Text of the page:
If you spend any time browsing blogs, RSS, Twitter, FriendFeed etc. etc., you will no doubt read a lot of opinion on why online communication is the only good, right and true type of communication for today’s hip, tuned in PR person.
There’s no question that the nature of communication is evolving. As more people go online for their news, information and opinions, then communicators need to understand those changes.
However, before you go blowing raspberries at all those hacks working in traditional media, take a few moments.
Great, effective communication doesn’t start with the new new thing, it starts with your audience.
As a profession we’ve traditionally taken a “broad brush” approach to audience insight:
“Well according to them there ABC circulation figures, Acme Today is read by 16m people. Cool, let’s pitch Acme Today.”
Regardless of what you read online, there ain’t no revolution, but there is an evolution.
Although print is losing share in some markets and verticals, the media houses are doing pretty well online. (And in many cases traditional media like print, radio and TV are holding up pretty well).
Do you really think that all your audience is going to log-in and check 65 different Web 2.0 sites, feeds and networks before starting work in the morning?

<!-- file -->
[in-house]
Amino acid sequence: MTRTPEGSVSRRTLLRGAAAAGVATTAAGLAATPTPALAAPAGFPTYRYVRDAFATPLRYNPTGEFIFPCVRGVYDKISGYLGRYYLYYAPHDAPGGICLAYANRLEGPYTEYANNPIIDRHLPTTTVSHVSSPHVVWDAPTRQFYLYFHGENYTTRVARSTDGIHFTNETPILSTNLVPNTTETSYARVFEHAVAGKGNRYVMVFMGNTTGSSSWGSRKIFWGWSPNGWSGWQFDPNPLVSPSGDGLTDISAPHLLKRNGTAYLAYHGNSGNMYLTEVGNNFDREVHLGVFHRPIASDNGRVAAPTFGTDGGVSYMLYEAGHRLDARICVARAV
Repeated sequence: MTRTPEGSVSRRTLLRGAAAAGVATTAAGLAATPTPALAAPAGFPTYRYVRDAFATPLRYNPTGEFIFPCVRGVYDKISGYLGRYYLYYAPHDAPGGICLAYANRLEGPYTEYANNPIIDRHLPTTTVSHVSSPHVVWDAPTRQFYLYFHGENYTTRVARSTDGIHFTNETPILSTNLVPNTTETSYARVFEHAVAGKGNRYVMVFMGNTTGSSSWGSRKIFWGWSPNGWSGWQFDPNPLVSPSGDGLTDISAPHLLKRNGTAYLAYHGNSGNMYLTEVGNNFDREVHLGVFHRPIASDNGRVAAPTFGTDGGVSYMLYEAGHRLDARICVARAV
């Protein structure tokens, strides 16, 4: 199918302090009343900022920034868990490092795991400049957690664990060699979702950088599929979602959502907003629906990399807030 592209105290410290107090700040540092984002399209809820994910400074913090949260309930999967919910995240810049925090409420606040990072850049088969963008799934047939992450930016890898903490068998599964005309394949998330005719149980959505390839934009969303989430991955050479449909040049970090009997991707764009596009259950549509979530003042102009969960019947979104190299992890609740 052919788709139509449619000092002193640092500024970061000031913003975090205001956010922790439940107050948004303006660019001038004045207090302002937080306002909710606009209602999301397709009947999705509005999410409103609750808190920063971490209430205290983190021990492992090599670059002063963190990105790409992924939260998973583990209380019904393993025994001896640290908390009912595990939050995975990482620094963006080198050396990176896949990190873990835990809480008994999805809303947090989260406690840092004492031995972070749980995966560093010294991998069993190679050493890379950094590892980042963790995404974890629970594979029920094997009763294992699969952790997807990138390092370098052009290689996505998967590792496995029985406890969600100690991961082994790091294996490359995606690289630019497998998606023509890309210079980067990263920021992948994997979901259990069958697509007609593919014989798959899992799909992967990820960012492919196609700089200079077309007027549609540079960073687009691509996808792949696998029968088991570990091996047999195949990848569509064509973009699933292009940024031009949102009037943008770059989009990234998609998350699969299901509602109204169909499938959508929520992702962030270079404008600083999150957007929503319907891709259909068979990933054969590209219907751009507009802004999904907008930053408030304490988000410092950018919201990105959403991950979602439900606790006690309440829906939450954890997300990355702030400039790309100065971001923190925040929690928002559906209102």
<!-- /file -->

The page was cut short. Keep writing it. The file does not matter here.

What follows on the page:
There will of course be online influentials outside traditional media. Search will continue to be important and I’m sure intelligent aggregation will eventually start to tame the volume of content online.
But right now, the primary challenge you face is getting better insight into your customer.
Where are they finding information, where are they sharing information, what’s influential.
That’s the starting point in any plan.
Forget what’s cool (for a moment) and do some research.
You may find your audience is all online, you may discover none of them are online, or more likely you’ll discover it’s a mixture.
Traditional media is alive and well. So too is new emerging online media and tools.
The bad news is that we’re probably facing into more fragmentation, but if you develop great insight into your audience, then you’ll choose the right tools and the right tactics.
Focus on your audience.
Although I realise it’s the term-de-jour, the phrase “Perfect Storm” is fast becoming the most annoying term on the Interweb. Everything is a perfect storm these days. What happened to plain old storms or bad weather or even some wind*?
(*Any commenters making double entendre gags about the amount of “wind” online will be scolded)
- Neville’s post shows how face-to-face blog relations can be very effective.
- Andrew has a very interesting post on how Infoworld has evolved (shock: traditional media lives online!) – though I tend to believe that if you emphasise print over online or vice versa, it should be based on customer insight.